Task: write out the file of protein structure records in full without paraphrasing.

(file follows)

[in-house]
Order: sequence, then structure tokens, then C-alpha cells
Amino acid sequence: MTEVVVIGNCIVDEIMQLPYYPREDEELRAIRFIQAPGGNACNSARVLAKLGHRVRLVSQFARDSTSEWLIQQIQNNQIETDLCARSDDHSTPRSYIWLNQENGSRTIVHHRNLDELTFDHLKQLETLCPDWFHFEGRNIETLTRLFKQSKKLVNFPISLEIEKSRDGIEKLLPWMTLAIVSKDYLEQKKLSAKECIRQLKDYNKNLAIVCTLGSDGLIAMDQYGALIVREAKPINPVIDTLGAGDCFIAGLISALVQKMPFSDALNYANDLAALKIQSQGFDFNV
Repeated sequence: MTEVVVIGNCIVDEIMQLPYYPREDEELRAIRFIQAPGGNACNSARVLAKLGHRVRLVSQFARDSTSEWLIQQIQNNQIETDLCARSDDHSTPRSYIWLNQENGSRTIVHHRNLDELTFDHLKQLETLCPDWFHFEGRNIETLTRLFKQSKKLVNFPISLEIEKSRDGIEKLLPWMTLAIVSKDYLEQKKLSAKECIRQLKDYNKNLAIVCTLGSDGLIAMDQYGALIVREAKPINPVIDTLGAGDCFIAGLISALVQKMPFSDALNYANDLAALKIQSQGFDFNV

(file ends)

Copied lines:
[in-house]
Order: sequence, then structure tokens, then C-alpha cells
Amino acid sequence: MTEVVVIGNCIVDEIMQLPYYPREDEELRAIRFIQAPGGNACNSARVLAKLGHRVRLVSQFARDSTSEWLIQQIQNNQIETDLCARSDDHSTPRSYIWLNQENGSRTIVHHRNLDELTFDHLKQLETLCPDWFHFEGRNIETLTRLFKQSKKLVNFPISLEIEKSRDGIEKLLPWMTLAIVSKDYLEQKKLSAKECIRQLKDYNKNLAIVCTLGSDGLIAMDQYGALIVREAKPINPVIDTLGAGDCFIAGLISALVQKMPFSDALNYANDLAALKIQSQGFDFNV
Repeated sequence: MTEVVVIGNCIVDEIMQLPYYPREDEELRAIRFIQAPGGNACNSARVLAKLGHRVRLVSQFARDSTSEWLIQQIQNNQIETDLCARSDDHSTPRSYIWLNQENGSRTIVHHRNLDELTFDHLKQLETLCPDWFHFEGRNIETLTRLFKQSKKLVNFPISLEIEKSRDGIEKLLPWMTLAIVSKDYLEQKKLSAKECIRQLKDYNKNLAIVCTLGSDGLIAMDQYGALIVREAKPINPVIDTLGAGDCFIAGLISALVQKMPFSDALNYANDLAALKIQSQGFDFNV